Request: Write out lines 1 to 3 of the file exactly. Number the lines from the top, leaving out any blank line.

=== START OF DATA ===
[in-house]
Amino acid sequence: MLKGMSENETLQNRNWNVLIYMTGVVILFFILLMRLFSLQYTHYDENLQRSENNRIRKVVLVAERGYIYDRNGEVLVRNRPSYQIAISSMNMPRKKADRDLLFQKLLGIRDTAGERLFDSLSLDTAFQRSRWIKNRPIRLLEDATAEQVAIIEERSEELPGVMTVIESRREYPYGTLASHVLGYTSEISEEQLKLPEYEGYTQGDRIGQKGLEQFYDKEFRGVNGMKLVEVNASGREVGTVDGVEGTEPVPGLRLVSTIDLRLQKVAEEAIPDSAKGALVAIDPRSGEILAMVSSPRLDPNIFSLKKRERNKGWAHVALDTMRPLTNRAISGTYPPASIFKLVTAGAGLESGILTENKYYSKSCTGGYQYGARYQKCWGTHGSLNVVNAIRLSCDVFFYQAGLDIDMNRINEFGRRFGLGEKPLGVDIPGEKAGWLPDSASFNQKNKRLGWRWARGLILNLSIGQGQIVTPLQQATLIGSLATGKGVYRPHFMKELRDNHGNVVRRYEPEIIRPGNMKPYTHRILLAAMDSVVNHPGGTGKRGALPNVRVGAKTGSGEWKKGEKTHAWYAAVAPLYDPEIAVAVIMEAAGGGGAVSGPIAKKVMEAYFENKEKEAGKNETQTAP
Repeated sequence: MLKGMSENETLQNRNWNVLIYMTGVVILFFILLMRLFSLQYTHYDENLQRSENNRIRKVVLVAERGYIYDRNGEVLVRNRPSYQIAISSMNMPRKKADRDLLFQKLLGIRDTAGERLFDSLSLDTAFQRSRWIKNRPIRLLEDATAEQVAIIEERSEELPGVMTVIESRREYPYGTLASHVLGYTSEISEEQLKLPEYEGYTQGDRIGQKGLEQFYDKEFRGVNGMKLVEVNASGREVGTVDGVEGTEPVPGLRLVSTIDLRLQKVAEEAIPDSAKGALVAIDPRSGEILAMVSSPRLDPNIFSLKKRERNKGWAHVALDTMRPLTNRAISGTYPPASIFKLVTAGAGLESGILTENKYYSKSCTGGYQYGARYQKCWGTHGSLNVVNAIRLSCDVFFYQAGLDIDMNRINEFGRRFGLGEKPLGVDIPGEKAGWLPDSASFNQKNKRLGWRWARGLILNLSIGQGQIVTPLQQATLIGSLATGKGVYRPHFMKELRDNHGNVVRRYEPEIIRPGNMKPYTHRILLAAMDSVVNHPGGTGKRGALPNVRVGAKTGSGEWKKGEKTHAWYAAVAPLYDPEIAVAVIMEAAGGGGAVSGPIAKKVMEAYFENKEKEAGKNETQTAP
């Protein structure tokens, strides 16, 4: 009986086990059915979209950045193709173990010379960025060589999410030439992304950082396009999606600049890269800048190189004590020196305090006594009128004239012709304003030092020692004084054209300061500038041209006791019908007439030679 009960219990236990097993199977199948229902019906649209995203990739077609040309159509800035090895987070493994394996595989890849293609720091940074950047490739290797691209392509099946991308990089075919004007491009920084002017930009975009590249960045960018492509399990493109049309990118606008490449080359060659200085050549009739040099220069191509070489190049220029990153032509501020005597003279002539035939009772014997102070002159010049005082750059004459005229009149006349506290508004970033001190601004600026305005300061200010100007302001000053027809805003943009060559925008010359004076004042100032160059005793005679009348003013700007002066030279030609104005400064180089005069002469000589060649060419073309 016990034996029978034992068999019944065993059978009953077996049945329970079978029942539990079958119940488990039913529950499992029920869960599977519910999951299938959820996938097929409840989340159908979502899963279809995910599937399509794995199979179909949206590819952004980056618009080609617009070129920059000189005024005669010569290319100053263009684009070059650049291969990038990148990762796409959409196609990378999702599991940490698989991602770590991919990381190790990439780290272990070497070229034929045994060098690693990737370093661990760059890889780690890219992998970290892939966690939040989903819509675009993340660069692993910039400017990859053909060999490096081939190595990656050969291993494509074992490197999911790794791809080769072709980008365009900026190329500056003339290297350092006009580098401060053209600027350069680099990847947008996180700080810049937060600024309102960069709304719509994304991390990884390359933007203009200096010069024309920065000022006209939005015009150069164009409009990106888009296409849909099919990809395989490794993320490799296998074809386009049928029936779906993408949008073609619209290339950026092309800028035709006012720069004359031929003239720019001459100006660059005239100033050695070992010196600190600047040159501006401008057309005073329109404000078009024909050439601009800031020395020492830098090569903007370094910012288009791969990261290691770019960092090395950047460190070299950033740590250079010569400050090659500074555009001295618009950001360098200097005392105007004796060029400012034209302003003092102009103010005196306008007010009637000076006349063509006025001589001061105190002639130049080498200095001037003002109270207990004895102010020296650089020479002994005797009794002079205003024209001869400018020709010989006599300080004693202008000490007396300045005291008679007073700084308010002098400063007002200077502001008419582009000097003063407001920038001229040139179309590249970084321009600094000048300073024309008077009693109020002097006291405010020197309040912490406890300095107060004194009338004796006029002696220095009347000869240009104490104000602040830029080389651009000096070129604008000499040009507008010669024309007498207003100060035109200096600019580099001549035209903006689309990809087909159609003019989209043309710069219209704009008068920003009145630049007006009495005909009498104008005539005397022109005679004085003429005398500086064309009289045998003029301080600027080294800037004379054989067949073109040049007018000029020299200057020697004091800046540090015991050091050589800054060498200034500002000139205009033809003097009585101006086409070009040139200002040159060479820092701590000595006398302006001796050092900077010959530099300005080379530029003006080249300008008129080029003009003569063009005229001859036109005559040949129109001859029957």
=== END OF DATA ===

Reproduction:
[in-house]
Amino acid sequence: MLKGMSENETLQNRNWNVLIYMTGVVILFFILLMRLFSLQYTHYDENLQRSENNRIRKVVLVAERGYIYDRNGEVLVRNRPSYQIAISSMNMPRKKADRDLLFQKLLGIRDTAGERLFDSLSLDTAFQRSRWIKNRPIRLLEDATAEQVAIIEERSEELPGVMTVIESRREYPYGTLASHVLGYTSEISEEQLKLPEYEGYTQGDRIGQKGLEQFYDKEFRGVNGMKLVEVNASGREVGTVDGVEGTEPVPGLRLVSTIDLRLQKVAEEAIPDSAKGALVAIDPRSGEILAMVSSPRLDPNIFSLKKRERNKGWAHVALDTMRPLTNRAISGTYPPASIFKLVTAGAGLESGILTENKYYSKSCTGGYQYGARYQKCWGTHGSLNVVNAIRLSCDVFFYQAGLDIDMNRINEFGRRFGLGEKPLGVDIPGEKAGWLPDSASFNQKNKRLGWRWARGLILNLSIGQGQIVTPLQQATLIGSLATGKGVYRPHFMKELRDNHGNVVRRYEPEIIRPGNMKPYTHRILLAAMDSVVNHPGGTGKRGALPNVRVGAKTGSGEWKKGEKTHAWYAAVAPLYDPEIAVAVIMEAAGGGGAVSGPIAKKVMEAYFENKEKEAGKNETQTAP
Repeated sequence: MLKGMSENETLQNRNWNVLIYMTGVVILFFILLMRLFSLQYTHYDENLQRSENNRIRKVVLVAERGYIYDRNGEVLVRNRPSYQIAISSMNMPRKKADRDLLFQKLLGIRDTAGERLFDSLSLDTAFQRSRWIKNRPIRLLEDATAEQVAIIEERSEELPGVMTVIESRREYPYGTLASHVLGYTSEISEEQLKLPEYEGYTQGDRIGQKGLEQFYDKEFRGVNGMKLVEVNASGREVGTVDGVEGTEPVPGLRLVSTIDLRLQKVAEEAIPDSAKGALVAIDPRSGEILAMVSSPRLDPNIFSLKKRERNKGWAHVALDTMRPLTNRAISGTYPPASIFKLVTAGAGLESGILTENKYYSKSCTGGYQYGARYQKCWGTHGSLNVVNAIRLSCDVFFYQAGLDIDMNRINEFGRRFGLGEKPLGVDIPGEKAGWLPDSASFNQKNKRLGWRWARGLILNLSIGQGQIVTPLQQATLIGSLATGKGVYRPHFMKELRDNHGNVVRRYEPEIIRPGNMKPYTHRILLAAMDSVVNHPGGTGKRGALPNVRVGAKTGSGEWKKGEKTHAWYAAVAPLYDPEIAVAVIMEAAGGGGAVSGPIAKKVMEAYFENKEKEAGKNETQTAP